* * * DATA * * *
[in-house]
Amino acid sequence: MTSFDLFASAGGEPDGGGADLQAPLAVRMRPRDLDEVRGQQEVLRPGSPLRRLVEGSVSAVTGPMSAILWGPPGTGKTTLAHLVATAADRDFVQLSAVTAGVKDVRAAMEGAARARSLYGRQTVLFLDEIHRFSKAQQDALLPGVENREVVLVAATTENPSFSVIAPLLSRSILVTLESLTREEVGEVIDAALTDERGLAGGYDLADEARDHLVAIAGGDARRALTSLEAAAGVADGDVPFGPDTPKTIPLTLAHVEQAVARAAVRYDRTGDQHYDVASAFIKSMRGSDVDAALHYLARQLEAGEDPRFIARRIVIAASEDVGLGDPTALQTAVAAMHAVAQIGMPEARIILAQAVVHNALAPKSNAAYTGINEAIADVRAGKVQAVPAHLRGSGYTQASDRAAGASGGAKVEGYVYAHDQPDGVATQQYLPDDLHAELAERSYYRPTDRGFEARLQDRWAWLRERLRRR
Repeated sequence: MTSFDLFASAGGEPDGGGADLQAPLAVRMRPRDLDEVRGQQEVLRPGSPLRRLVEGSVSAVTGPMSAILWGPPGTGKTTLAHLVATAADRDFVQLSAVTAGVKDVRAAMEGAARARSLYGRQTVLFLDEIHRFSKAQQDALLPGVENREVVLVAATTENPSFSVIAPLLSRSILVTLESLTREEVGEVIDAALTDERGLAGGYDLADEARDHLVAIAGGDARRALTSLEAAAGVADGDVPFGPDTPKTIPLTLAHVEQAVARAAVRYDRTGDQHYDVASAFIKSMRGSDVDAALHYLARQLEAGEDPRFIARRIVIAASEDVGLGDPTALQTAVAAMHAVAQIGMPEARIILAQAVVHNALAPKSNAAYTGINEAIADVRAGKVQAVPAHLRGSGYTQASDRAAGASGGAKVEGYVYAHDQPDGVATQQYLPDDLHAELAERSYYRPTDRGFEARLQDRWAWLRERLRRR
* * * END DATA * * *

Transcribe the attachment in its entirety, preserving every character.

[in-house]
Amino acid sequence: MTSFDLFASAGGEPDGGGADLQAPLAVRMRPRDLDEVRGQQEVLRPGSPLRRLVEGSVSAVTGPMSAILWGPPGTGKTTLAHLVATAADRDFVQLSAVTAGVKDVRAAMEGAARARSLYGRQTVLFLDEIHRFSKAQQDALLPGVENREVVLVAATTENPSFSVIAPLLSRSILVTLESLTREEVGEVIDAALTDERGLAGGYDLADEARDHLVAIAGGDARRALTSLEAAAGVADGDVPFGPDTPKTIPLTLAHVEQAVARAAVRYDRTGDQHYDVASAFIKSMRGSDVDAALHYLARQLEAGEDPRFIARRIVIAASEDVGLGDPTALQTAVAAMHAVAQIGMPEARIILAQAVVHNALAPKSNAAYTGINEAIADVRAGKVQAVPAHLRGSGYTQASDRAAGASGGAKVEGYVYAHDQPDGVATQQYLPDDLHAELAERSYYRPTDRGFEARLQDRWAWLRERLRRR
Repeated sequence: MTSFDLFASAGGEPDGGGADLQAPLAVRMRPRDLDEVRGQQEVLRPGSPLRRLVEGSVSAVTGPMSAILWGPPGTGKTTLAHLVATAADRDFVQLSAVTAGVKDVRAAMEGAARARSLYGRQTVLFLDEIHRFSKAQQDALLPGVENREVVLVAATTENPSFSVIAPLLSRSILVTLESLTREEVGEVIDAALTDERGLAGGYDLADEARDHLVAIAGGDARRALTSLEAAAGVADGDVPFGPDTPKTIPLTLAHVEQAVARAAVRYDRTGDQHYDVASAFIKSMRGSDVDAALHYLARQLEAGEDPRFIARRIVIAASEDVGLGDPTALQTAVAAMHAVAQIGMPEARIILAQAVVHNALAPKSNAAYTGINEAIADVRAGKVQAVPAHLRGSGYTQASDRAAGASGGAKVEGYVYAHDQPDGVATQQYLPDDLHAELAERSYYRPTDRGFEARLQDRWAWLRERLRRR